Portugal – Midsummer’s, wine and long walks

I am by no means an expert on European travel but this just had different written all over it. I had been eyeing a trip to the westernmost country in continental Europe after having heard a lot about the culture, the food, and of course the architecture. It is also the country known to be the most laid back and maybe even a little cheaper than others. The challenge was a lack of direct flights but then several airlines did provide good one layover options. My connections were messed up by the closure of Pakistan airspace, but that gave me an evening in Istanbul on the way in, during the layover. Not ideal, but I enjoyed the visit to Hagia Sophia and the food. I had timed my time in Porto to coincide with the midsummer’s festival and that was the best decision I made. It was an unforgettable evening and night.

Once inside, there are several to do – the most popular being Lisbon, Porto, the Faro district in the Southern parts, and the Madeira islands. I was keen on a relaxing break after a series of hectic trips and chose to visit only Lisbon and Porto. While the Faro district has amazing beaches, they are not that much different or special. The Madeira Islands are quite stunning looking but then would have meant another flight and making the 8-day trip more crammed. So it ended up being an even split between Porto and Lisbon. I had booked return flights to Lisbon, but due to the airspace issue, I managed to change my inbound flight to one that landed at Porto. So all that left was a simple matter of finding a one-way train. It is a very comfortable 3-hour ride and that is probably the best way to make the trip. It takes 2.5 hours on the Alfa Pendular, the faster train. The slower and older Intercidade trains take 30-minutes more and are probably equally comfortable while costing about 30% less. I had chosen the later train but then taken a first-class seat to make up.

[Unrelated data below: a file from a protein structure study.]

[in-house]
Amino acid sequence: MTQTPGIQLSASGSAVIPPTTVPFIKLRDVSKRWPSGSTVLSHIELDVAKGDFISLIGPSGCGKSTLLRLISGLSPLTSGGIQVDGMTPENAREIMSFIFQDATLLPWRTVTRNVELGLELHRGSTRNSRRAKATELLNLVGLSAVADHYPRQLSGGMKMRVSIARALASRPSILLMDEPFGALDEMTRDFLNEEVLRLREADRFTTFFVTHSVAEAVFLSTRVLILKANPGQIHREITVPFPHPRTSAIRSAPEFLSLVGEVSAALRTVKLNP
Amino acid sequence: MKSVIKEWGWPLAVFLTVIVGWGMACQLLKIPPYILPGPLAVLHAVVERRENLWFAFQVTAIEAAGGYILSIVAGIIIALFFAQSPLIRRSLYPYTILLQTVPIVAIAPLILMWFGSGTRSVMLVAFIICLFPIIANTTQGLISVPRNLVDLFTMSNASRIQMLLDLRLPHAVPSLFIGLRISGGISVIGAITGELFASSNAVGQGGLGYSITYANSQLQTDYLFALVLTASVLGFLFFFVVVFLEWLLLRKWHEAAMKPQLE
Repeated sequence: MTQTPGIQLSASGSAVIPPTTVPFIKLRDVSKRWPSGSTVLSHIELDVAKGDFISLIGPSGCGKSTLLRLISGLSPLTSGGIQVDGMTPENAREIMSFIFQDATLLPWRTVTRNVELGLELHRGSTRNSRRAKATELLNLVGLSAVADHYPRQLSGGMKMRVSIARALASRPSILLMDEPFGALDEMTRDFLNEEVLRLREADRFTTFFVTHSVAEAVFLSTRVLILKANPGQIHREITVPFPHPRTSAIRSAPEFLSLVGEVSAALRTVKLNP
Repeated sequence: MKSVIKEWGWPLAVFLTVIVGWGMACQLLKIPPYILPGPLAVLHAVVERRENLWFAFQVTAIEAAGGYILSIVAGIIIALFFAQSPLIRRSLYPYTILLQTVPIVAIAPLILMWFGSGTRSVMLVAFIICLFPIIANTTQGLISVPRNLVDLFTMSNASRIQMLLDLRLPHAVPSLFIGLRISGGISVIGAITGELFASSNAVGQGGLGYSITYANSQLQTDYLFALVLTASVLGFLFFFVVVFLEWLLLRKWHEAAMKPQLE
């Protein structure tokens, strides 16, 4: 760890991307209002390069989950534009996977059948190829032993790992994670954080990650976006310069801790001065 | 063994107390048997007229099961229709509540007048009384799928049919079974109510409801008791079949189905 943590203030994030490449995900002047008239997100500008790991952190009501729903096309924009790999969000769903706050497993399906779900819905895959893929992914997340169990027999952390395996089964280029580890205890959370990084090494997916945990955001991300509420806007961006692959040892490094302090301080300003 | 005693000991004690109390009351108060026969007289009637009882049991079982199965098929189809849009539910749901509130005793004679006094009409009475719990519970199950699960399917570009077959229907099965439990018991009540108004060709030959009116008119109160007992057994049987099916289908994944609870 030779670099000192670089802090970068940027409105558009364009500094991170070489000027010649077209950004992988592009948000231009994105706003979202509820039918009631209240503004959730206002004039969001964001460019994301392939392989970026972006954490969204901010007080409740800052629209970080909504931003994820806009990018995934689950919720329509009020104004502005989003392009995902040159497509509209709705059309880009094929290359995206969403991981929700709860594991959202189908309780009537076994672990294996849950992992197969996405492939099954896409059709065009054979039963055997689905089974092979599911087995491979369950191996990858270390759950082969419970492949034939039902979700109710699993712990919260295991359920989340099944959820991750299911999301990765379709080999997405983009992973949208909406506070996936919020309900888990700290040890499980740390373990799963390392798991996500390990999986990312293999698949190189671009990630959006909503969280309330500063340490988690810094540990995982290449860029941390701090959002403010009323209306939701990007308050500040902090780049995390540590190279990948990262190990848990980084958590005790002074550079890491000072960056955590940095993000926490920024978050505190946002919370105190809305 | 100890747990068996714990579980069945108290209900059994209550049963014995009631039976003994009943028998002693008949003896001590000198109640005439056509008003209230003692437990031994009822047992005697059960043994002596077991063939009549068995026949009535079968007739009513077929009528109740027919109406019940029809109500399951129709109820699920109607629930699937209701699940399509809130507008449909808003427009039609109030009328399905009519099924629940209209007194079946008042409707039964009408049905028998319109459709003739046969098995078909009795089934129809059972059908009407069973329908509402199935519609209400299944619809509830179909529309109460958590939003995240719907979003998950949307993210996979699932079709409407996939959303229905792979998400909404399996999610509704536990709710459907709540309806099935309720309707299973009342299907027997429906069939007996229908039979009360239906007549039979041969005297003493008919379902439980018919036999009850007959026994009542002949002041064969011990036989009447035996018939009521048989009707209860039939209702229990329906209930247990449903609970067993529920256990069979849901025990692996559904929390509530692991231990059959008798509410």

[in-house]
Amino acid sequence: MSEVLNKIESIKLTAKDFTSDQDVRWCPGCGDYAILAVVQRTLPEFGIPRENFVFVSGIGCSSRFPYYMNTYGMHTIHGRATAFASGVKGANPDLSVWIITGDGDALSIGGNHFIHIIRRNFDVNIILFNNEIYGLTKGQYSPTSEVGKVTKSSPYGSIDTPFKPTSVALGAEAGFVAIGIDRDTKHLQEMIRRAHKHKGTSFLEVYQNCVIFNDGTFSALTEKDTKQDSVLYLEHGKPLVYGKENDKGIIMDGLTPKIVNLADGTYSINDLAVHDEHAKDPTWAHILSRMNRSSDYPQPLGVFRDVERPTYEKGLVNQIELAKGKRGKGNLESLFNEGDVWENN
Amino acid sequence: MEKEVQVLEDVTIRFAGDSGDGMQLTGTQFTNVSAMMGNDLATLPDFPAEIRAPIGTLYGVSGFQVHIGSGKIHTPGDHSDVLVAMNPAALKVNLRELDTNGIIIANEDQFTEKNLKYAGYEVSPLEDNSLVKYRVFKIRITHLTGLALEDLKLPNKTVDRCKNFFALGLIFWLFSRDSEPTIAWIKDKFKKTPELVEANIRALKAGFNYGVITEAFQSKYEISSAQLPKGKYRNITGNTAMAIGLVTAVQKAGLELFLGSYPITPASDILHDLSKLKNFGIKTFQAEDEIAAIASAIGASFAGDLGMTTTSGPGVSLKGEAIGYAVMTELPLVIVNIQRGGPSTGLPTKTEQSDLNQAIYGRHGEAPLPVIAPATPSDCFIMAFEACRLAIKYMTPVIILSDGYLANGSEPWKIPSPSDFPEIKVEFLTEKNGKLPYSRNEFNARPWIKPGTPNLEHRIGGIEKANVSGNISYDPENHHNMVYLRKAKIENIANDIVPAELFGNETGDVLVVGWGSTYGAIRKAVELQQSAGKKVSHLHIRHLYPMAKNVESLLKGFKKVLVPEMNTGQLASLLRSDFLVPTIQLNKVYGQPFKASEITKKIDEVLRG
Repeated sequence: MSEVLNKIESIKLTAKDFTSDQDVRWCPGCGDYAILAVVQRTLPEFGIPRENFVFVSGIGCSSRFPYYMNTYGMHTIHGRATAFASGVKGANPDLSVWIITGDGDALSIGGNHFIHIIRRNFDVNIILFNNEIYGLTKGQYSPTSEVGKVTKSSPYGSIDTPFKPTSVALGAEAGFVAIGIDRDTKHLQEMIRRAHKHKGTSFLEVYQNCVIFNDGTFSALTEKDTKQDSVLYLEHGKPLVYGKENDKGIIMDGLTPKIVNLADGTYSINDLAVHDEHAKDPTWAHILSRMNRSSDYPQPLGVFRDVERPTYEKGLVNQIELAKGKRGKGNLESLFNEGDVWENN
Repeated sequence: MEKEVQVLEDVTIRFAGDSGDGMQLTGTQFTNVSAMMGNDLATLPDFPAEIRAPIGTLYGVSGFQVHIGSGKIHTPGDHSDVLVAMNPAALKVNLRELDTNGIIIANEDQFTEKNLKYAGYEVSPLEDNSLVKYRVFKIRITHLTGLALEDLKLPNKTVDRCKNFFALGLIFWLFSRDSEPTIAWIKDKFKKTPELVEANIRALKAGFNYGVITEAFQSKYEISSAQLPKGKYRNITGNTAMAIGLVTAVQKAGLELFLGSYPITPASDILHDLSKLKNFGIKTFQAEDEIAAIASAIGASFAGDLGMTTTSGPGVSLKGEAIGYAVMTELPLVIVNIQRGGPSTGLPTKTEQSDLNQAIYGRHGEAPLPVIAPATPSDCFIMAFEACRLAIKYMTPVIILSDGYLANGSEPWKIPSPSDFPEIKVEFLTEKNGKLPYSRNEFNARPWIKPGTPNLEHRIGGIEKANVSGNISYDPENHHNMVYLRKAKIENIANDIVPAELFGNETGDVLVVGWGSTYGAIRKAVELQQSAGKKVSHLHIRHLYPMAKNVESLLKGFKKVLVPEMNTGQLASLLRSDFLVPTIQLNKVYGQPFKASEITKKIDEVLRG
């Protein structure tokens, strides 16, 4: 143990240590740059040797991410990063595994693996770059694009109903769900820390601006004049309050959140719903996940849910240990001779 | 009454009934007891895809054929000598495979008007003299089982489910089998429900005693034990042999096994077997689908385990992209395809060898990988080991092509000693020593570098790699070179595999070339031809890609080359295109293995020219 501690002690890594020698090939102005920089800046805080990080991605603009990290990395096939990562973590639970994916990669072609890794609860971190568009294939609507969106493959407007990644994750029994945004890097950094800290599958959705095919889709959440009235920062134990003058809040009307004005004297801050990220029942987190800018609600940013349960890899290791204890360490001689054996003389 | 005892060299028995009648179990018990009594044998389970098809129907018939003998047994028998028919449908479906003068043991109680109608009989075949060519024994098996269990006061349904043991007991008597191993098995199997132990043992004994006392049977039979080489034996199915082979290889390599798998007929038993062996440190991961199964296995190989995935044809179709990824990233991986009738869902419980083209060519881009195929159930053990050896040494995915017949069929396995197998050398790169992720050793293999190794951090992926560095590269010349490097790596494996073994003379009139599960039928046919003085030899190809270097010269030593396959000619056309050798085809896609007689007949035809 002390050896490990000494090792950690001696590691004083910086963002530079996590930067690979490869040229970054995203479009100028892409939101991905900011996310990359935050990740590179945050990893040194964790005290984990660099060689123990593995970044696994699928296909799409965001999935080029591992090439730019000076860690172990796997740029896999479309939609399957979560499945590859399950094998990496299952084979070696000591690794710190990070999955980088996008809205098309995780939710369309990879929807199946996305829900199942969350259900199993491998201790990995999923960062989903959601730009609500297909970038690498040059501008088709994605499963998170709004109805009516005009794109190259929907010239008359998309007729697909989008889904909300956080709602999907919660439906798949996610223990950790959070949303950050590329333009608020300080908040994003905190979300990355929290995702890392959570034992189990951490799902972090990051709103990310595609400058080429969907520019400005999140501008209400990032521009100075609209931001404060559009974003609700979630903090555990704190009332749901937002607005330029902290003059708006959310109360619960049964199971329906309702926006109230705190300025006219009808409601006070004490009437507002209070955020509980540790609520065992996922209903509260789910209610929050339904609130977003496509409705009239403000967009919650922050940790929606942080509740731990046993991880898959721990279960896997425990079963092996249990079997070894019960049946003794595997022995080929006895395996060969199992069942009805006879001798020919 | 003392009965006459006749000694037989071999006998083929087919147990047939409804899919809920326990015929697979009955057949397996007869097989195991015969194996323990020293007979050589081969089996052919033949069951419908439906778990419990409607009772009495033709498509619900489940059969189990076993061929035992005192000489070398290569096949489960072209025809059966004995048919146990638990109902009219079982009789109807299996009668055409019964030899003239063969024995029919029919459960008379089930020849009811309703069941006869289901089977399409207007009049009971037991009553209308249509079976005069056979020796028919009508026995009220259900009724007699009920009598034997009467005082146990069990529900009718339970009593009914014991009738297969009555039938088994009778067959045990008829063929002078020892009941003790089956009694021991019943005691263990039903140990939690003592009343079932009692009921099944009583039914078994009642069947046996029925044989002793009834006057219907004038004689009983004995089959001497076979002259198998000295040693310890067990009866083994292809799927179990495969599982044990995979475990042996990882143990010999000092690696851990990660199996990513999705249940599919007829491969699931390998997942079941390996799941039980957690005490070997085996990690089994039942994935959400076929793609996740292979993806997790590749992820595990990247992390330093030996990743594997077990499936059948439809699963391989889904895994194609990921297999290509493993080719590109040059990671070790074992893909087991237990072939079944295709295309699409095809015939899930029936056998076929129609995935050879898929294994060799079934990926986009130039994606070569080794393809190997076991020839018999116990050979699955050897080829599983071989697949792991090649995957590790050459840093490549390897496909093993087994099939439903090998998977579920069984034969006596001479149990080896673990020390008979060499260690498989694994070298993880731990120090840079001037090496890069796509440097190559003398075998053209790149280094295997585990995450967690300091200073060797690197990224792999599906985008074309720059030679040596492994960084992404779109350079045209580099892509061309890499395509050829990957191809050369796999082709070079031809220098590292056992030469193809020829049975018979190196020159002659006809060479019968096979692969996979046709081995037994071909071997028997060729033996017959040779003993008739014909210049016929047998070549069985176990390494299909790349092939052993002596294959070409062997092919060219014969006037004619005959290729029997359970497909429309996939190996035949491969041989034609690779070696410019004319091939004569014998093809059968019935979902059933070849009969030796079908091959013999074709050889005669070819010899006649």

For local transportation within the cities, Uber works great. The average wait time was less than 5 minutes and it usually costs about half of what a regular cab would have. There are trams and local trains that make for great public transport options and then there are the national heritage Funiculars. If you don’t know what they are, google can be handy – they can surely save a lot of walking up steep slopes.

In picking the accommodation, I followed the usual ritual. For shorter stays of 3 or 4 days, I prefer 3 or 4-star hotels typically in the dead center of the city, walkable from at least some attractions. In Porto, this turned out to be a wonderful hotel called Eurostars Porto Centro. The location was true to the name – 10 minutes from pretty much everywhere and 5 from some. In Lisbon, it was the hotel Turim which was really well located, not the best designed.

Local food is amazing and can be very different – unlike most European countries. In Porto, the Francesinha sandwich is made with bread, ham, sausages, and steak. It is typically covered with melted cheese, an egg on top, and a generous portion of a secret sauce that each restaurant prepares with its own touch. It is usually washed down with a small portion of local beer or with wine if you are a tourist. While the locals never have much of it, for a visitor a good taste of Port wine is a must. While full of natural sugar, it has a unique flavor and science behind it that can make you fall in love. They use brandy or some very strong alcohol to kill the yeast mid-way through the fermentation process. The yeast is what is converting the sugar in the grapes to alcohol – so there is a lot of sugar left and because they added some alcohol, there is more of that too. After that remains the small matter of the aging process which can be a few years in a large vat or even some decades in casks.

There were a number of other unique aspects of food starting with the starter plates that the server would just leave on your table not always telling you that it is not complimentary. Even though at times unwanted, the olives and the bread were usually quite nice. The time around midsummer’s eve is the time for the city to feast on grilled Sardines – which are finger-licking good. There is a very unique dish of grilled cod mashed together with thin fried potatoes and some spices. A lot of places around also serve good tapas and the all famous Piri Piri chicken. In most places wine is about as expensive as water – you make your choices wisely.

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